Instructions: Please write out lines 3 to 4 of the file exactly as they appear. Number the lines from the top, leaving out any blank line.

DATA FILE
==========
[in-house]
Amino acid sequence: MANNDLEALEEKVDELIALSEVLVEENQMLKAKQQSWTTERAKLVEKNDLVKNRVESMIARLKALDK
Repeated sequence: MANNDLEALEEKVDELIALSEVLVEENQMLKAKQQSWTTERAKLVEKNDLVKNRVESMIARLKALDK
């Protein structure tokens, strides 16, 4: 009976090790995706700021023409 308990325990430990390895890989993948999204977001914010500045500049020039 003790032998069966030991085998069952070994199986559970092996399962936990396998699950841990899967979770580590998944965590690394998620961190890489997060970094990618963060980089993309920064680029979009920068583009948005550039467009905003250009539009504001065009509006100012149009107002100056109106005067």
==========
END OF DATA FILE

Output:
Repeated sequence: MANNDLEALEEKVDELIALSEVLVEENQMLKAKQQSWTTERAKLVEKNDLVKNRVESMIARLKALDK
């Protein structure tokens, strides 16, 4: 009976090790995706700021023409 308990325990430990390895890989993948999204977001914010500045500049020039 003790032998069966030991085998069952070994199986559970092996399962936990396998699950841990899967979770580590998944965590690394998620961190890489997060970094990618963060980089993309920064680029979009920068583009948005550039467009905003250009539009504001065009509006100012149009107002100056109106005067």